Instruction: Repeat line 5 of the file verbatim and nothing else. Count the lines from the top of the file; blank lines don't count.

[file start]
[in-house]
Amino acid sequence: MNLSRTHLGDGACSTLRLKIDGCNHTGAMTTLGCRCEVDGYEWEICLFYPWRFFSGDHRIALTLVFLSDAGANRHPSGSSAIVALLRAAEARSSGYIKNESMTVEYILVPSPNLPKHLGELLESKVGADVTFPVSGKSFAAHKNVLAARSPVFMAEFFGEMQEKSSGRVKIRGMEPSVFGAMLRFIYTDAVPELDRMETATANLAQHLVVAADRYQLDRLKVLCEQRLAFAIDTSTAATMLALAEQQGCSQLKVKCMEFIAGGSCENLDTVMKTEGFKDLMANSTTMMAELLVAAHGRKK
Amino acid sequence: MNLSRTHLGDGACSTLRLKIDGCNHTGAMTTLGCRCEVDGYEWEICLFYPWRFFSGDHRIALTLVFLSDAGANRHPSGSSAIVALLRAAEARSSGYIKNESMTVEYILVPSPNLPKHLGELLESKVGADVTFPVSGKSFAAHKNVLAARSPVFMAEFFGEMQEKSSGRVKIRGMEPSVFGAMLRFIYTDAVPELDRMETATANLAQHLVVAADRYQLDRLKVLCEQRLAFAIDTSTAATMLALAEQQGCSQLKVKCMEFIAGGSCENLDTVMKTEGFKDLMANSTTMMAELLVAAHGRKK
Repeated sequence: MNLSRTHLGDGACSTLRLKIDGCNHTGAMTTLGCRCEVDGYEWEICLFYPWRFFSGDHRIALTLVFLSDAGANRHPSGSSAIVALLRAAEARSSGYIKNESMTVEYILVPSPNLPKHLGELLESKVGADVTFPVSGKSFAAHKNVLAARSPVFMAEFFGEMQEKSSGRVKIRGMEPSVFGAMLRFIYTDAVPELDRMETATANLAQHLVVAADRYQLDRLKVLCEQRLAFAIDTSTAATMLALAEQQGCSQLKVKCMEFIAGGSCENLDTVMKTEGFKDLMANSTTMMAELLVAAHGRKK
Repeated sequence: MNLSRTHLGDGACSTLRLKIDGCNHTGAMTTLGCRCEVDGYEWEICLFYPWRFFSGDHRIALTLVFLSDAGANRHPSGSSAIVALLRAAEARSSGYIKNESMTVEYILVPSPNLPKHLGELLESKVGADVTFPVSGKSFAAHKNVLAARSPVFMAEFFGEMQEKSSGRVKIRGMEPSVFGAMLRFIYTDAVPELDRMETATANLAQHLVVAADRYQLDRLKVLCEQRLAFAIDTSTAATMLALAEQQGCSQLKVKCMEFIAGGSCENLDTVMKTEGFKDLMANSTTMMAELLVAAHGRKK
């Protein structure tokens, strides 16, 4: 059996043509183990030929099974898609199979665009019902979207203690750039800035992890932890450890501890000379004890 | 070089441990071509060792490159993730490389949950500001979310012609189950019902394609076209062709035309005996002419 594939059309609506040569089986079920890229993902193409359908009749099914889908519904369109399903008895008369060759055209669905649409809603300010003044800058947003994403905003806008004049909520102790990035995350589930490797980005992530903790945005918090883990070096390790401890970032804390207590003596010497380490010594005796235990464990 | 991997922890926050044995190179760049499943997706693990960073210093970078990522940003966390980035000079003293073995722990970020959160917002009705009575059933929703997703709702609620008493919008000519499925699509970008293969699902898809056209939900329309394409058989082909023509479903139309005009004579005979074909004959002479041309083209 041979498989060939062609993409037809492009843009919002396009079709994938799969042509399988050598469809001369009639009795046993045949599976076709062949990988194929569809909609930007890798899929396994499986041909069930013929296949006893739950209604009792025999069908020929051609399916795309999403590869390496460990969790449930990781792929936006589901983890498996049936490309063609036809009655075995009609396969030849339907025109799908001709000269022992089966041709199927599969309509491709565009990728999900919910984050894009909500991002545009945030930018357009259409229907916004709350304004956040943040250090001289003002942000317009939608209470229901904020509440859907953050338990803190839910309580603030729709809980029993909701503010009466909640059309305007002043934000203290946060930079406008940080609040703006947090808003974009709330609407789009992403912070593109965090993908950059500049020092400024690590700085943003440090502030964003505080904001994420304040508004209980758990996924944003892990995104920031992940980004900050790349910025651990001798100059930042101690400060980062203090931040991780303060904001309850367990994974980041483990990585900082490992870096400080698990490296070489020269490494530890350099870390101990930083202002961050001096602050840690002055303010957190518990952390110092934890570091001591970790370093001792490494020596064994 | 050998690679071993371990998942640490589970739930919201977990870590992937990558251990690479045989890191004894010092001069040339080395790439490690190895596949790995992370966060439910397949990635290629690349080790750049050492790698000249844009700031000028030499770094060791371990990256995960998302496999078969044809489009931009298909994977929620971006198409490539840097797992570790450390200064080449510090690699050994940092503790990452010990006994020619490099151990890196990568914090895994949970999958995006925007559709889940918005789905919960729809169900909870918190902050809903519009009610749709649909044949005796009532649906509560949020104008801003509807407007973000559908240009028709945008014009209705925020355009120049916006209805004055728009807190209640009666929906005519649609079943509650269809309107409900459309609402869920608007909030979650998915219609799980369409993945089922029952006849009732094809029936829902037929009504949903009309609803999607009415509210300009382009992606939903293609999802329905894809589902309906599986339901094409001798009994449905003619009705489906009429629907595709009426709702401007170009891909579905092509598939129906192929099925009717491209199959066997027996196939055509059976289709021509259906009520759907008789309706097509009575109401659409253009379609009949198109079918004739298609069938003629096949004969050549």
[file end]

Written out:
Repeated sequence: MNLSRTHLGDGACSTLRLKIDGCNHTGAMTTLGCRCEVDGYEWEICLFYPWRFFSGDHRIALTLVFLSDAGANRHPSGSSAIVALLRAAEARSSGYIKNESMTVEYILVPSPNLPKHLGELLESKVGADVTFPVSGKSFAAHKNVLAARSPVFMAEFFGEMQEKSSGRVKIRGMEPSVFGAMLRFIYTDAVPELDRMETATANLAQHLVVAADRYQLDRLKVLCEQRLAFAIDTSTAATMLALAEQQGCSQLKVKCMEFIAGGSCENLDTVMKTEGFKDLMANSTTMMAELLVAAHGRKK